For the past decade, she says she’s been listening to a wide assortment of sounds, which cross countries, and genres, from Bob Dylan to Edith Piaf and La Lupe.

In her new album, she collaborates with the legendary Mexican guitar duo Los Macorinos.

“The idea to collaborate with Los Macorinos happened when we were having a concert as a tribute to Chavela Vargas four years ago,” said Lafourcade about Miguel Peña and Juan Carlos Allende, famous for accompanying the late legendary singer, Chavela Vargas. “That’s when I heard them on stage. I knew of them because of Chavela, but when I saw them on the stage, I thought it would be a great idea to work on a project with them.”

Last year, while on vacation in Brazil, the memory returned.

“When I got back to Mexico, I reached out to them,” says Lafourcade about how she got Los Macorinos to be her guitar and chorus accompaniment throughout the “Musas” album.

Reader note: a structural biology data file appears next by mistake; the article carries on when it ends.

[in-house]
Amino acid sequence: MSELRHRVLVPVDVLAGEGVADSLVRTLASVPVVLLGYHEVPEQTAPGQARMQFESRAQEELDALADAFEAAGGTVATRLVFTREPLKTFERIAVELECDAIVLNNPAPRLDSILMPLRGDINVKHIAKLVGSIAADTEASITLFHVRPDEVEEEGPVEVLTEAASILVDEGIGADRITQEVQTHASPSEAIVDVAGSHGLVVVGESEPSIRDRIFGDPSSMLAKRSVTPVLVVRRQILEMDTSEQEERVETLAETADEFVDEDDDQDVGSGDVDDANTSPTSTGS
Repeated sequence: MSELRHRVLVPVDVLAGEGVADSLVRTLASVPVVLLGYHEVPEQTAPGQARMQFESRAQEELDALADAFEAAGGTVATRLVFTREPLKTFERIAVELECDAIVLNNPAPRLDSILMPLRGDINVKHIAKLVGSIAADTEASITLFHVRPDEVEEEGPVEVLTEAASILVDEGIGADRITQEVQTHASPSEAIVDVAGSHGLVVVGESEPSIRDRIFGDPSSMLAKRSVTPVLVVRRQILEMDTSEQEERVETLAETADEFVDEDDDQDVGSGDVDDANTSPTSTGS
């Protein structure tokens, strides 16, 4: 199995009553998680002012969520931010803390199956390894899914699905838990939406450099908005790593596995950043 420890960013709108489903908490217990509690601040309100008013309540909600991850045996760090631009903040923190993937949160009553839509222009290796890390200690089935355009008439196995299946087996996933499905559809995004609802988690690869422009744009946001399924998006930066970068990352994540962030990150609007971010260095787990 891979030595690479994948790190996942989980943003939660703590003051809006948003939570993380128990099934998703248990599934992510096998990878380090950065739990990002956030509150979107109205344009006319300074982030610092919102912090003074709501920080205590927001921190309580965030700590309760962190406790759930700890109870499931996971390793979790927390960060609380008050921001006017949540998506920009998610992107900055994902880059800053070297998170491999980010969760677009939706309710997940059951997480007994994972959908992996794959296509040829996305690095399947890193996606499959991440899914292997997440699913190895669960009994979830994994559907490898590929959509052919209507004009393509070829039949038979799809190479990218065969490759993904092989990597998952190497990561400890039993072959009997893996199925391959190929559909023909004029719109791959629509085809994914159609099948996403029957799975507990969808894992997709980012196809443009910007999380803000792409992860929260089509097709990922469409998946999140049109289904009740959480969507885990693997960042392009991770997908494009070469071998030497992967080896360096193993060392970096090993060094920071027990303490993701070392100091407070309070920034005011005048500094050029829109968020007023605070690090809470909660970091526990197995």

“It has given me so many things. It’s a very magical project. We decided to record the album live, and I never did that before,” she says. “I believe that’s why this album has this incredible spirit. Now I don’t want to record any other way.”

This all happened in a moment in her life that she needed music in a different way, “more ‘cotidiano’ (‘simple’ or ‘everyday’),” says Lafourcade. “I say that because working with Los Macorinos wasn’t as easy as I thought it was going to be. I would do everything faster. I had to go very deep, and I had to connect my heart and my soul in a very deep way – pay attention to the meaning of the songs and the energy. It made me more awake. That growth made me change the way I make my music now.”

She now adds Los Macorinos, who are in their 70’s, to her long list of teachers.

“It was very beautiful to share these moments. It was different for them, and for me,” says Lafourcade. “Before, I was working with artists who were my same age. Spending time with Los Macarinos was beautiful – to hear the music they were bringing to the table. There was a moment we had 200 songs we all loved, and we tried to decide which songs to include, so we were hanging out a lot and they told me a lot of stories.”